Those towards the top of a hierarchy want stability; they want nothing to change, so that they can keep their lofty position. Those towards the bottom of a hierarchy want revolution, or at least change, which may give them the opportunity to seize power.
It sounds so obvious when it is said outloud, yet in real life people often ignore this.
They look at relatively poor young men launching revolutions, and think they are fools. In truth, they are acting rationally. They have nothing to lose except their lives, and their lives are miserable. They have everything to gain. Perhaps in the new order, they will have power.
22) Polygamy Drives Violence:
TLDR: Polygamy is pathological because it leads to a significant percentage of men being involuntarily single, and many of these men become resentful and violent.
“Western civilization was built on monogamy – one woman for every man. A winner takes all game with lopsided mate distribution is not a sustainable civilizational model. The contemporary presence of this model is indicative of civilizational decline. The west is on a downswing.” -Illimitable Man
Among monogamous societies, you will find that some are peaceful and some are violent. Among polygamous societies, all of them are very violent.
Just as wealth is pareto distributed, the romantic success of heterosexual men is pareto distributed; women consider a minority of men (top tier men) to be extremely attractive, and most men to be unattractive.
In monogamous societies, the distribution of wives amongst men is not pareto distributed; each man has 1 wife.
In polygamous societies, the distribution of wives amongst men is pareto distributed; a minority of men have many wives, an additional minority of men have one wife, and a huge percentage of men (perhaps a majority) have zero wives.
The reason polygamous societies are violent is rather straightforward; the men who have no wives (and who know they probably never will) have been hit with an evolutionary death sentence; zero reproductive opportunities.
These involuntarily single men tend to become resentful about their romantic failure, and since from an evolutionary perspective they have nothing to lose (zero reproductive opportunities) many of them turn to violence.
For the sake of keeping society stable, banning polygamy is critical. From a legal perspective this means making polygamy against the law. From a political perspective, it means showing people propaganda that encourages monogamy (Disney movies that make marriage between 1 man and 1 woman look both normal and desirable).
Even in monogamous societies, there will be some percentage of men who end up involuntarily single; no women want them. However, the percentage of men who fall into this category will be far lower in a monogamous society than what it would be in a polygamous society.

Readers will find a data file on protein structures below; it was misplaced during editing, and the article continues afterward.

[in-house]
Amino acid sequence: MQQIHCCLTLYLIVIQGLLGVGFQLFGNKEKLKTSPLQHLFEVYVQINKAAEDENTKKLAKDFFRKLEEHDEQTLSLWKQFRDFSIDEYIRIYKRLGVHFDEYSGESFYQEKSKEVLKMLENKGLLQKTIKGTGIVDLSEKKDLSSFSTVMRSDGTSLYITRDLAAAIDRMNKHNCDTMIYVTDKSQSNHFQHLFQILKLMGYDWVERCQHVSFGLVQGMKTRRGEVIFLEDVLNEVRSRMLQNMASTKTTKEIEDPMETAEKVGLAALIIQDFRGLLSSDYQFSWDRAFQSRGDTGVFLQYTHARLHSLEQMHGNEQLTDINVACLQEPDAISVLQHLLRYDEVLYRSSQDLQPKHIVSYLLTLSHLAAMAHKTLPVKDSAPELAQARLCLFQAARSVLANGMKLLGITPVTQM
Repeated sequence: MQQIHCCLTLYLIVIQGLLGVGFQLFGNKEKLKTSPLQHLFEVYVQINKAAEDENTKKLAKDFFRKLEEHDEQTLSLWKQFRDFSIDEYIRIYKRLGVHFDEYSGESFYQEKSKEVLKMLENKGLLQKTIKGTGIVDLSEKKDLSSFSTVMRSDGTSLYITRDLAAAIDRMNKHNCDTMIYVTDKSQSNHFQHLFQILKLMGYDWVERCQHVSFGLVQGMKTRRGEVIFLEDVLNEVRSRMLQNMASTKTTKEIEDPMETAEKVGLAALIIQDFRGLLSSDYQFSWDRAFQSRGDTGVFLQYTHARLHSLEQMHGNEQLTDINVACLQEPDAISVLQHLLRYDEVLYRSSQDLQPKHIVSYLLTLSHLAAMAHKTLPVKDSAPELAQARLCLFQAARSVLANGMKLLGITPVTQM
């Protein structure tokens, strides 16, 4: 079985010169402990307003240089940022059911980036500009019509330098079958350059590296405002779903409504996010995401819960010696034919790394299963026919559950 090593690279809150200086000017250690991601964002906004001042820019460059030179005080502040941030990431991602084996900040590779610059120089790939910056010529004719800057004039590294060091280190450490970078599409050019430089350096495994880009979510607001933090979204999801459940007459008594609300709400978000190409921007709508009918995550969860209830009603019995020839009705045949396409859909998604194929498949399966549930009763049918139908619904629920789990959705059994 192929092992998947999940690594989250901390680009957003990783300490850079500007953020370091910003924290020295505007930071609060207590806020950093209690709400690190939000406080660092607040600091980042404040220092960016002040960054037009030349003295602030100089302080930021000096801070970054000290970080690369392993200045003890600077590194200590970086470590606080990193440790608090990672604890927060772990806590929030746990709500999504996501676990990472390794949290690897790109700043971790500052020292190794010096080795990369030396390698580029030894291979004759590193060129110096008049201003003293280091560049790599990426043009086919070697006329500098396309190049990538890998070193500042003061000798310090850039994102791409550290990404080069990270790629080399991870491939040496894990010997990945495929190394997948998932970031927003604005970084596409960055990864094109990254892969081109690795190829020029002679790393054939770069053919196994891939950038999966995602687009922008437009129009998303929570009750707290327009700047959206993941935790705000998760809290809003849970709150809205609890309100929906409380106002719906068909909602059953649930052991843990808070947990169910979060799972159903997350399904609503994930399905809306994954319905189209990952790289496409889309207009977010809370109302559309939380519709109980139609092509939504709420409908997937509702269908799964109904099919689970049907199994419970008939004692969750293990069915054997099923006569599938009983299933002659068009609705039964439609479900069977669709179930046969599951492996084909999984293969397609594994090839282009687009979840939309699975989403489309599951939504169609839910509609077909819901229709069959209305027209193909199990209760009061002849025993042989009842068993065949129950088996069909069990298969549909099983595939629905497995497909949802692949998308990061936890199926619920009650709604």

The most dangerous thing in the universe is a young man with high testosterone levels who is convinced he has nothing to lose; only Satan knows the thing a man is willing to do when he has nothing to lose.
Part of the reason single men are far more likely to engage in violence than married men is this; a wife represents something to lose (if you do something foolish like impulsively engaging in combat, she might leave you).
23) Economic Systems, Productivity and Inequality:
Every economic system increases the total amount of material wealth on an absolute basis, and also increases inequality; when wealth is created, it is distributed inequitably. Free Market Capitalism is no exception to this.
Productivity (wealth being created) is good, and intensifying inequality is bad (since it drives up the homicide rate). As such the uncomfortable question is this; what degree of inequality should a society be willing to tolerate, for the sake of getting more productivity?
Leftwing Communists tell you that the correct tolerance for inequality is zero; no inequality should be tolerated at all. Of course, this is pathological since the only societies that have managed to attain zero inequality have been societies where everyone has nothing.
Rightwing Libertarians tell you that the correct tolerance for inequality is infinity; the free market should be allowed to create wealth, and there is no degree of inequality that ever qualifies as a ‘problem’. This is also pathological, since allowing inequality to become too intense can make a society so violent that it collapses or is always on the verge of collapse.
24) The Ideal Civilization:
Fill it with high IQ people (since high IQ people are good at creating wealth, and low IQ people are incapable of creating wealth).
Have free market capitalism (since this will result in wealth being created).
Have mechanisms in place to keep economic inequality down to a tolerable level. Don’t let the Gini coefficient go north of 40%. Progressive tax rates and socialized healthcare should be enough to do this, but if not, occasionally raising taxes on the richest 10% of the population should do the trick.
Enforce monogamy; ban polygamy, so that the intrasexual competition amongst men doesn’t become too intense.
25) High Status Halo:
When people perceive your status is high, it gives you a kind of halo effect, in much the same way that being physically attractive gives a person a halo effect.